BRUSSELS (AP) — European Union regulators said Thursday that they suspect Danish drug maker Lundbeck may have delayed the launch of a cheaper, generic version of its antidepressant drug in Europe.
The European Commission said it had opened a formal antitrust investigation to check whether H. Lundbeck A/S made deals with other pharmaceutical companies to delay them selling citalopram after Lundbeck’s exclusive right to the drug it developed ran out in 2003.
Citalopram is one of the most widely used drugs to treat depression and anxiety and is sold under the name Celexa in the U.S. and Canada and Cipramil in most of Europe. It acts by altering serotonin levels which can raise a person’s mood.
Lundbeck said it was fully cooperating with regulators and was “confident that the group has complied with all relevant national and EU competition legislation.”
The company recently patented escitalopram, which is chemically similar to citalopram. Three generics companies tried to challenge that patent in the British courts, claiming it was not significantly different to the original drug. In 2008, Lundbeck won on appeal, protecting its patent.
EU regulators said they would investigate allegations about Lundbeck’s behavior and agreements “as a matter of priority.” There is no deadline for wrapping up the case.
EU spokesman Jonathan Todd said delays in the rollout of generic drugs had “major implications for patients and for national health budgets because obviously generic drugs are often very substantially cheaper than originator drugs.”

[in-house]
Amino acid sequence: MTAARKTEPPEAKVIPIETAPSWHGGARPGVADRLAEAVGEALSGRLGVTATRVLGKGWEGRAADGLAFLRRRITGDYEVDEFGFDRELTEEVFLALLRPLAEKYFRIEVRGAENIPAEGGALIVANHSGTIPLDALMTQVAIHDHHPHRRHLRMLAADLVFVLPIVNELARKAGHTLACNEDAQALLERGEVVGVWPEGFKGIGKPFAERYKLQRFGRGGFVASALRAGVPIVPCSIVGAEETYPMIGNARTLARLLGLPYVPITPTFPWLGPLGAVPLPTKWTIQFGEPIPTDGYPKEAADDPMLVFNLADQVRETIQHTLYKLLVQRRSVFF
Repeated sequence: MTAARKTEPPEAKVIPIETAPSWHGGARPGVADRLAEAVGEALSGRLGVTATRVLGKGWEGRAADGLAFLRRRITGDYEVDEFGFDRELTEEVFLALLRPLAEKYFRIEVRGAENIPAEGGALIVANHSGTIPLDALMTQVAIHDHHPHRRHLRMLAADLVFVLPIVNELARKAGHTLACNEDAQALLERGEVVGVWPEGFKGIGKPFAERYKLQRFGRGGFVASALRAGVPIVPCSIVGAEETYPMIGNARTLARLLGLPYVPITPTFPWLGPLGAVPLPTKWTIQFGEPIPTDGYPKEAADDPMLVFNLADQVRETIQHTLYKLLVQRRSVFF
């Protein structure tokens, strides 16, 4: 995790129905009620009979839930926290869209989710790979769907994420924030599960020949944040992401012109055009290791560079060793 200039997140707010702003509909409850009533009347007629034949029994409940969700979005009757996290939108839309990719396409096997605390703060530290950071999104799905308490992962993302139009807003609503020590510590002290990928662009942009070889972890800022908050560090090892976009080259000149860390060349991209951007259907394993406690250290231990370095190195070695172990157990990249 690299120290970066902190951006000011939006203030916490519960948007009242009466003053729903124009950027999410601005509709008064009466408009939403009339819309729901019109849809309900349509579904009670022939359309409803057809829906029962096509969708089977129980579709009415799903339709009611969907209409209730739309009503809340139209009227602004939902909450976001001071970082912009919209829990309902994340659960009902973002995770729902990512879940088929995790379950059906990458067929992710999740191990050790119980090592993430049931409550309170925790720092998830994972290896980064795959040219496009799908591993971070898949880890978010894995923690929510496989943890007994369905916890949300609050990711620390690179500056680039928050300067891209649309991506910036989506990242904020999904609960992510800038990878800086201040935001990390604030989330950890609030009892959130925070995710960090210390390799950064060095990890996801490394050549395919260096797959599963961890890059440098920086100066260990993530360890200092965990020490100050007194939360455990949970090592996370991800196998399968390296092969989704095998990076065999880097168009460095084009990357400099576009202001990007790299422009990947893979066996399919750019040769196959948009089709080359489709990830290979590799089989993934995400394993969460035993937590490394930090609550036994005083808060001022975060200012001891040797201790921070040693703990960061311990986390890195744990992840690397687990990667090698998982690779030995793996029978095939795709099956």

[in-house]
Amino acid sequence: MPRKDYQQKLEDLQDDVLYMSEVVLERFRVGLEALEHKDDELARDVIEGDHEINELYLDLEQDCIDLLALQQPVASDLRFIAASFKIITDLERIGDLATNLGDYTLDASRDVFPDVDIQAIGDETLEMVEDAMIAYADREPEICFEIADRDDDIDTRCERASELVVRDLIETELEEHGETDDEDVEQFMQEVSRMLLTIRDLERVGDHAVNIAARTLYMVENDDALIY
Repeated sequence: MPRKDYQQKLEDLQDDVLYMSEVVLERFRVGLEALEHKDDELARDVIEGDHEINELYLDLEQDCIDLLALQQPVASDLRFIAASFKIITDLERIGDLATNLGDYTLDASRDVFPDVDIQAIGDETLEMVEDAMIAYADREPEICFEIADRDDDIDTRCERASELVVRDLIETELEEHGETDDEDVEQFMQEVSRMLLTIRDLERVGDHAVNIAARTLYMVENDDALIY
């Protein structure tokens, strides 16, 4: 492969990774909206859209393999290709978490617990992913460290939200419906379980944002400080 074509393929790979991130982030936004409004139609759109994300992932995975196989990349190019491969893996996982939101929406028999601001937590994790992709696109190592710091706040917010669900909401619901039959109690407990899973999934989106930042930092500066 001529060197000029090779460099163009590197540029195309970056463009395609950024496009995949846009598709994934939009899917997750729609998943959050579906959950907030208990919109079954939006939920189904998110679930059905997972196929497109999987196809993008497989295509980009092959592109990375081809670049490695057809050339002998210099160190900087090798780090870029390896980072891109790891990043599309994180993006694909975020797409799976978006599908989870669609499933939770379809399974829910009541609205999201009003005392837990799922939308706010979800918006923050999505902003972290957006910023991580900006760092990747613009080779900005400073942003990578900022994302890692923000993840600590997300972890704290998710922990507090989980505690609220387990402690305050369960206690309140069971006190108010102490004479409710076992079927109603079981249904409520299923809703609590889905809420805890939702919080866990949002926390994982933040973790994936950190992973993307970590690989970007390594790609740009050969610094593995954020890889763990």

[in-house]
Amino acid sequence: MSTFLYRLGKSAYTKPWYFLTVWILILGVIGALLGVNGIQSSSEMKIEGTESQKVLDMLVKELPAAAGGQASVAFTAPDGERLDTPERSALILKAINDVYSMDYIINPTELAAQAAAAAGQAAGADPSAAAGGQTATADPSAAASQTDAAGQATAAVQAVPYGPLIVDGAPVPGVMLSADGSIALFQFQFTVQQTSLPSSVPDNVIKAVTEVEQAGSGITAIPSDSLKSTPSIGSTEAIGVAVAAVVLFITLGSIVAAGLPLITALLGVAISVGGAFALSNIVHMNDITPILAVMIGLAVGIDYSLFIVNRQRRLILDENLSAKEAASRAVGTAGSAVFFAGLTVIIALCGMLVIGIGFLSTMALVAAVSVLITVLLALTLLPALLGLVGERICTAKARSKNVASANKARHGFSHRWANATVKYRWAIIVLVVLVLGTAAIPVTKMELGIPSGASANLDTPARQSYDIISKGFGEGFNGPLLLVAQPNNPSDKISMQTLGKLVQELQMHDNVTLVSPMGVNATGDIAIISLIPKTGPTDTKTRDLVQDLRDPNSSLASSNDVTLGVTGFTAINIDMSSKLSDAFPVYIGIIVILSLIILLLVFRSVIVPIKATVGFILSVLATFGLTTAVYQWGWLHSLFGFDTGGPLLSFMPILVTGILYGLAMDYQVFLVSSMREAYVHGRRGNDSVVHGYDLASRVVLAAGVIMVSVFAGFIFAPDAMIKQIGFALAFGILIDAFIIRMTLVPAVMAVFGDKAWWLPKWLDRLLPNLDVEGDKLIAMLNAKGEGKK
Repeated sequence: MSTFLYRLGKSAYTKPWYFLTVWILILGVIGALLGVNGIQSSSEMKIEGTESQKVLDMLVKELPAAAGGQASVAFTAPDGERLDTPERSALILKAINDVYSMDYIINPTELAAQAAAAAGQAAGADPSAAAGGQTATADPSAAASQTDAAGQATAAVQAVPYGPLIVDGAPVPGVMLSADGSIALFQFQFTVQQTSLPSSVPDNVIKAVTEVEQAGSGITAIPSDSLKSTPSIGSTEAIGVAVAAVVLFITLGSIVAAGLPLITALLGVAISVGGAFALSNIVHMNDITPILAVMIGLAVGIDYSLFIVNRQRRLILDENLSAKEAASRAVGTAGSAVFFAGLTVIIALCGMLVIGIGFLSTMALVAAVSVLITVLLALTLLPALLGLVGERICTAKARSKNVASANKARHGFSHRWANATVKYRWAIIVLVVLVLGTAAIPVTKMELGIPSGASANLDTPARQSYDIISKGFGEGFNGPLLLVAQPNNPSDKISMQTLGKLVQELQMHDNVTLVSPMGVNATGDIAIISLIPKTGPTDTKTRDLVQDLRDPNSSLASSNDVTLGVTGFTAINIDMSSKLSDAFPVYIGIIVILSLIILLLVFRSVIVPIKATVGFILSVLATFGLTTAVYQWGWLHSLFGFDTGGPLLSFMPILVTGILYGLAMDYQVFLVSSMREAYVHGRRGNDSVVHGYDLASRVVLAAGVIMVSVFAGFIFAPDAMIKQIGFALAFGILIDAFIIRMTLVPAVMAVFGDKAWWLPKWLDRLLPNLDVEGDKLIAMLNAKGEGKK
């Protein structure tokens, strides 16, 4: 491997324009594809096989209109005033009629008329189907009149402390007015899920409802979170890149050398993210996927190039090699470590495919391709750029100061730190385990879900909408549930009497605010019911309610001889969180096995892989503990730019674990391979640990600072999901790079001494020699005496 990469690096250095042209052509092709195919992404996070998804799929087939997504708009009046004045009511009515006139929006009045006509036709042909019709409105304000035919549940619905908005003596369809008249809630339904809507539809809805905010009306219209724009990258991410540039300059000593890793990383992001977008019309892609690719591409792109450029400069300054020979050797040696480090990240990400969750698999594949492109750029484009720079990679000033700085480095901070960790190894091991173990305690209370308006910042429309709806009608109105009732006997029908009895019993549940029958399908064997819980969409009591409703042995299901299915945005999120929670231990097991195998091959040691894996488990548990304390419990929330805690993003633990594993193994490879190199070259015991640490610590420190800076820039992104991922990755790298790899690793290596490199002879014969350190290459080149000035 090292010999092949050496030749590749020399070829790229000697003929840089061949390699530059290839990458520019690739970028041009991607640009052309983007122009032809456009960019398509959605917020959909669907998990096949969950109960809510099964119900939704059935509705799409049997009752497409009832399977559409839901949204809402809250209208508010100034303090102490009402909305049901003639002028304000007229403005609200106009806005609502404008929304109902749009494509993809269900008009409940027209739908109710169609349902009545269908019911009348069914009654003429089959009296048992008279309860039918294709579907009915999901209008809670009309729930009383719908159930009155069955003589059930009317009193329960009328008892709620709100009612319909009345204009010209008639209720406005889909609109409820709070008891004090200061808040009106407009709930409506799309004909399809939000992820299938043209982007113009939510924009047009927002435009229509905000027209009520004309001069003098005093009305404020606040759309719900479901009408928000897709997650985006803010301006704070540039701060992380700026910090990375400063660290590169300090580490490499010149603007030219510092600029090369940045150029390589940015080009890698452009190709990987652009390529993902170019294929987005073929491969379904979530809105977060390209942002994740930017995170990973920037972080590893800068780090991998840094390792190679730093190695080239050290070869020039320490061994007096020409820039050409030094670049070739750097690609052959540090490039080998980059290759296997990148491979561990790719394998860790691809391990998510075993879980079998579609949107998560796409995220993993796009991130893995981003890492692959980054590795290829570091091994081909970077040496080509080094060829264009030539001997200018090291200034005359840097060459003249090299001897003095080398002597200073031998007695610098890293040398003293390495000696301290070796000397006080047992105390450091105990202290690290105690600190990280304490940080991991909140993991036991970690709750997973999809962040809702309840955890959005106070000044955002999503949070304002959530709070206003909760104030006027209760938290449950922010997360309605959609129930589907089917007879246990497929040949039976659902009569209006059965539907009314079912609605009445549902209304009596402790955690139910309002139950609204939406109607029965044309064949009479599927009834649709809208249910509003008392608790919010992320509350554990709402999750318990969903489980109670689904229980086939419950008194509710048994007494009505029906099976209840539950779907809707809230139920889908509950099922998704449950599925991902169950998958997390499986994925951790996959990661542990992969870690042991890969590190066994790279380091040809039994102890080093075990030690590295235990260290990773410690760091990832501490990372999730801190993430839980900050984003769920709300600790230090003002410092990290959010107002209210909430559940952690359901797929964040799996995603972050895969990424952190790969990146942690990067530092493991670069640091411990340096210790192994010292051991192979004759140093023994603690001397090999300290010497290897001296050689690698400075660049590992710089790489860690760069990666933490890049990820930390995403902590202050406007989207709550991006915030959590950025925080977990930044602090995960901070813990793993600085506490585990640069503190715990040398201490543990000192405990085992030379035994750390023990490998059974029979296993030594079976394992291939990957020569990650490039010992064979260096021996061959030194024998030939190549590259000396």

The EU’s competition commissioner Neelie Kroes warned in July that major drug makers face a wave of antitrust investigations after regulators concluded a broad inquiry into the pharmaceutical sector that said drugs companies are deliberately stalling cheaper generic versions of their own medicines once exclusive patents expire.
The EU says generic drugs are on average 40 percent cheaper than their branded rivals two years after they launch. It warned that it knew of at least 200 settlement agreements — some including payments to delay drug launches — between generic and brand-name drug makers that could restrict the rollout of generic versions.
Associated Press writer Jan M. Olsen in Copenhagen contributed to this story.